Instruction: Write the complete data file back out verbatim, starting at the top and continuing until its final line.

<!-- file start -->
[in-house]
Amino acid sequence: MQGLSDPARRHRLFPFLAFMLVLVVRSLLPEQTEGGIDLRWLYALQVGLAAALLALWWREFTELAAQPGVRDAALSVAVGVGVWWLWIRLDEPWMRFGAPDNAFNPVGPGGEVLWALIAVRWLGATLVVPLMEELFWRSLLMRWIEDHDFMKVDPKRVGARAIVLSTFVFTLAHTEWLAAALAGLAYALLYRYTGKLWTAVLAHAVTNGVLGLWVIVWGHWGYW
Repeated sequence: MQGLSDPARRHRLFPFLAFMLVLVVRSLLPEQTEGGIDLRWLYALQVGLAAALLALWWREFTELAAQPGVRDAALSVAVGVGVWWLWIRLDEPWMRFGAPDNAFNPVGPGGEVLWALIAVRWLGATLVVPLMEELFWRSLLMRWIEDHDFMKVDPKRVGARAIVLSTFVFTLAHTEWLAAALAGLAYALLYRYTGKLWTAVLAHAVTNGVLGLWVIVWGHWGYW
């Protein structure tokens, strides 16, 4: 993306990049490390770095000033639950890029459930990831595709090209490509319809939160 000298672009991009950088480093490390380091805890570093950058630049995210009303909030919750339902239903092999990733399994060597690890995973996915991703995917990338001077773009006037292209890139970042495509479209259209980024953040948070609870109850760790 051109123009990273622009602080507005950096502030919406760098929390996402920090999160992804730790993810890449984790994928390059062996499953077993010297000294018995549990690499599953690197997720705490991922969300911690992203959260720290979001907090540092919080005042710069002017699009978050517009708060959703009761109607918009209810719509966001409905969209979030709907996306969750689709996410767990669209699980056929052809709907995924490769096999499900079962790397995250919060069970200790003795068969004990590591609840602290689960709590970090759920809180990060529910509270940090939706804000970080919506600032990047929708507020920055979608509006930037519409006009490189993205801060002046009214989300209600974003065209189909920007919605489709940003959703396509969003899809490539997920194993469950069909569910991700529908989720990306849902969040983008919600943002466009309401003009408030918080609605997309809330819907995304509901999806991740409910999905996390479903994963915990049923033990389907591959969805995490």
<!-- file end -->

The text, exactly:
[in-house]
Amino acid sequence: MQGLSDPARRHRLFPFLAFMLVLVVRSLLPEQTEGGIDLRWLYALQVGLAAALLALWWREFTELAAQPGVRDAALSVAVGVGVWWLWIRLDEPWMRFGAPDNAFNPVGPGGEVLWALIAVRWLGATLVVPLMEELFWRSLLMRWIEDHDFMKVDPKRVGARAIVLSTFVFTLAHTEWLAAALAGLAYALLYRYTGKLWTAVLAHAVTNGVLGLWVIVWGHWGYW
Repeated sequence: MQGLSDPARRHRLFPFLAFMLVLVVRSLLPEQTEGGIDLRWLYALQVGLAAALLALWWREFTELAAQPGVRDAALSVAVGVGVWWLWIRLDEPWMRFGAPDNAFNPVGPGGEVLWALIAVRWLGATLVVPLMEELFWRSLLMRWIEDHDFMKVDPKRVGARAIVLSTFVFTLAHTEWLAAALAGLAYALLYRYTGKLWTAVLAHAVTNGVLGLWVIVWGHWGYW
């Protein structure tokens, strides 16, 4: 993306990049490390770095000033639950890029459930990831595709090209490509319809939160 000298672009991009950088480093490390380091805890570093950058630049995210009303909030919750339902239903092999990733399994060597690890995973996915991703995917990338001077773009006037292209890139970042495509479209259209980024953040948070609870109850760790 051109123009990273622009602080507005950096502030919406760098929390996402920090999160992804730790993810890449984790994928390059062996499953077993010297000294018995549990690499599953690197997720705490991922969300911690992203959260720290979001907090540092919080005042710069002017699009978050517009708060959703009761109607918009209810719509966001409905969209979030709907996306969750689709996410767990669209699980056929052809709907995924490769096999499900079962790397995250919060069970200790003795068969004990590591609840602290689960709590970090759920809180990060529910509270940090939706804000970080919506600032990047929708507020920055979608509006930037519409006009490189993205801060002046009214989300209600974003065209189909920007919605489709940003959703396509969003899809490539997920194993469950069909569910991700529908989720990306849902969040983008919600943002466009309401003009408030918080609605997309809330819907995304509901999806991740409910999905996390479903994963915990049923033990389907591959969805995490």